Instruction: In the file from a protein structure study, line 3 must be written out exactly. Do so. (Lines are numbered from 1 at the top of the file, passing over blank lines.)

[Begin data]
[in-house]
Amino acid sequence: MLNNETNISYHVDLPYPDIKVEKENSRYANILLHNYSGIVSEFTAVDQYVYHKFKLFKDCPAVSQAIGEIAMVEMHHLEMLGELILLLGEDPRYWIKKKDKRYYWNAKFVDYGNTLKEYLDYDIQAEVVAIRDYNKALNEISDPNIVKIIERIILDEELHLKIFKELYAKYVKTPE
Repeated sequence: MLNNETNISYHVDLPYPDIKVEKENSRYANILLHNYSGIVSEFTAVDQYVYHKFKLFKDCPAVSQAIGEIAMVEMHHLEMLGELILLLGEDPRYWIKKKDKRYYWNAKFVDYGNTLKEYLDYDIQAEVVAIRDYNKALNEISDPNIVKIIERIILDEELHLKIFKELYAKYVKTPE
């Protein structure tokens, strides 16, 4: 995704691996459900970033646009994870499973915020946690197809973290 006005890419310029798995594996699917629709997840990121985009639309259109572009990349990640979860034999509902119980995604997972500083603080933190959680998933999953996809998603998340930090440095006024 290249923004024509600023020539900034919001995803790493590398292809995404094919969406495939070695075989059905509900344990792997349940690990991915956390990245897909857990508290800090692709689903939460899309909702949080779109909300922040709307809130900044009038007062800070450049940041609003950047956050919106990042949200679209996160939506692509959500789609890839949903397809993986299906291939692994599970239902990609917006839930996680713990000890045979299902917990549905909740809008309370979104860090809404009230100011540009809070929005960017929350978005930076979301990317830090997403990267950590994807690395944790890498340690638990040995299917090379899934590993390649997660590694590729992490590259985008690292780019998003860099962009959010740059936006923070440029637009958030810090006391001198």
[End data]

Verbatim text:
Repeated sequence: MLNNETNISYHVDLPYPDIKVEKENSRYANILLHNYSGIVSEFTAVDQYVYHKFKLFKDCPAVSQAIGEIAMVEMHHLEMLGELILLLGEDPRYWIKKKDKRYYWNAKFVDYGNTLKEYLDYDIQAEVVAIRDYNKALNEISDPNIVKIIERIILDEELHLKIFKELYAKYVKTPE